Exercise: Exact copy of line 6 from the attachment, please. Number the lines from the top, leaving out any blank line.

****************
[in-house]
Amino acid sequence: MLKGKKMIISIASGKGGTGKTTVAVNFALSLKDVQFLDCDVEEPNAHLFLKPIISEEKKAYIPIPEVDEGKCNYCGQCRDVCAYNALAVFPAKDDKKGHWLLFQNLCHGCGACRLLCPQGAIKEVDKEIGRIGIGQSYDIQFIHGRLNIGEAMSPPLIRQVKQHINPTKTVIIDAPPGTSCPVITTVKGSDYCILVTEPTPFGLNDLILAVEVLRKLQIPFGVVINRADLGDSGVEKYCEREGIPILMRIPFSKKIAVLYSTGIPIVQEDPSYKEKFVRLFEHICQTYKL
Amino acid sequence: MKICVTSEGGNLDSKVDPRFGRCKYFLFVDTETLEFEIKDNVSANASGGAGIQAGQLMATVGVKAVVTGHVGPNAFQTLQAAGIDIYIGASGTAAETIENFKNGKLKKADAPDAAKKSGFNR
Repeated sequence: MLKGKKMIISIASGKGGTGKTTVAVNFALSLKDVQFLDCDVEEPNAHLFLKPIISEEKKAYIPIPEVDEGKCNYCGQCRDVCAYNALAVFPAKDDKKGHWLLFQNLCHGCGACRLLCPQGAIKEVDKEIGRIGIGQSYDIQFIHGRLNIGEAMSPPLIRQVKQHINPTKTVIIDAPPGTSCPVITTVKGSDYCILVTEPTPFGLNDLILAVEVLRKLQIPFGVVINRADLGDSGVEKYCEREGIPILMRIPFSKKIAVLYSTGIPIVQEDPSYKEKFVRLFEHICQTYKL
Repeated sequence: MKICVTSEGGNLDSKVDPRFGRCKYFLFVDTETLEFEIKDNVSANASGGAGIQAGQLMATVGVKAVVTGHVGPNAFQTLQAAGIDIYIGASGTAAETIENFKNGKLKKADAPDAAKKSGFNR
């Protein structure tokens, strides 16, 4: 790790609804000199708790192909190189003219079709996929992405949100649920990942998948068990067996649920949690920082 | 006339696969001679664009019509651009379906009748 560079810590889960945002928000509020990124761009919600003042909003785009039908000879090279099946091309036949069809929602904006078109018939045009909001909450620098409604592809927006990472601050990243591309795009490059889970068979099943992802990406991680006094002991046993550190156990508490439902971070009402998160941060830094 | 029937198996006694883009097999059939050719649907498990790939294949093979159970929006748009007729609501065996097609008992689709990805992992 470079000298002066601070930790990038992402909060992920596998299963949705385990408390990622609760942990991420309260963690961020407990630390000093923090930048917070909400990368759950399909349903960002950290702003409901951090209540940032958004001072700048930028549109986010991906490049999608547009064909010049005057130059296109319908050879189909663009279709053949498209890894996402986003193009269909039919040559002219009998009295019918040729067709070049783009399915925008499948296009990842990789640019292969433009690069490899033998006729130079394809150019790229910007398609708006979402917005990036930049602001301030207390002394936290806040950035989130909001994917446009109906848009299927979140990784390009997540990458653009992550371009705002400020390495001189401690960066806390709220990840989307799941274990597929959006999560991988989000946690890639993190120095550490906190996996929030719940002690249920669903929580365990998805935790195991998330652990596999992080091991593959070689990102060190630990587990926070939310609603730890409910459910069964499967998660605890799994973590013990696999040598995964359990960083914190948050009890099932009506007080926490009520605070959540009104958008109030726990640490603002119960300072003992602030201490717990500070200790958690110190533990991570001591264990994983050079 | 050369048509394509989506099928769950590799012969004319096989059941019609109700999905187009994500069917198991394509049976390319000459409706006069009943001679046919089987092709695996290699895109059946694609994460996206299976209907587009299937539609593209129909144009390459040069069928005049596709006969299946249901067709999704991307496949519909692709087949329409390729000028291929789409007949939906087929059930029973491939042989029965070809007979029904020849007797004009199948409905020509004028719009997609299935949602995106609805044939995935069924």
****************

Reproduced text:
């Protein structure tokens, strides 16, 4: 790790609804000199708790192909190189003219079709996929992405949100649920990942998948068990067996649920949690920082 | 006339696969001679664009019509651009379906009748 560079810590889960945002928000509020990124761009919600003042909003785009039908000879090279099946091309036949069809929602904006078109018939045009909001909450620098409604592809927006990472601050990243591309795009490059889970068979099943992802990406991680006094002991046993550190156990508490439902971070009402998160941060830094 | 029937198996006694883009097999059939050719649907498990790939294949093979159970929006748009007729609501065996097609008992689709990805992992 470079000298002066601070930790990038992402909060992920596998299963949705385990408390990622609760942990991420309260963690961020407990630390000093923090930048917070909400990368759950399909349903960002950290702003409901951090209540940032958004001072700048930028549109986010991906490049999608547009064909010049005057130059296109319908050879189909663009279709053949498209890894996402986003193009269909039919040559002219009998009295019918040729067709070049783009399915925008499948296009990842990789640019292969433009690069490899033998006729130079394809150019790229910007398609708006979402917005990036930049602001301030207390002394936290806040950035989130909001994917446009109906848009299927979140990784390009997540990458653009992550371009705002400020390495001189401690960066806390709220990840989307799941274990597929959006999560991988989000946690890639993190120095550490906190996996929030719940002690249920669903929580365990998805935790195991998330652990596999992080091991593959070689990102060190630990587990926070939310609603730890409910459910069964499967998660605890799994973590013990696999040598995964359990960083914190948050009890099932009506007080926490009520605070959540009104958008109030726990640490603002119960300072003992602030201490717990500070200790958690110190533990991570001591264990994983050079 | 050369048509394509989506099928769950590799012969004319096989059941019609109700999905187009994500069917198991394509049976390319000459409706006069009943001679046919089987092709695996290699895109059946694609994460996206299976209907587009299937539609593209129909144009390459040069069928005049596709006969299946249901067709999704991307496949519909692709087949329409390729000028291929789409007949939906087929059930029973491939042989029965070809007979029904020849007797004009199948409905020509004028719009997609299935949602995106609805044939995935069924």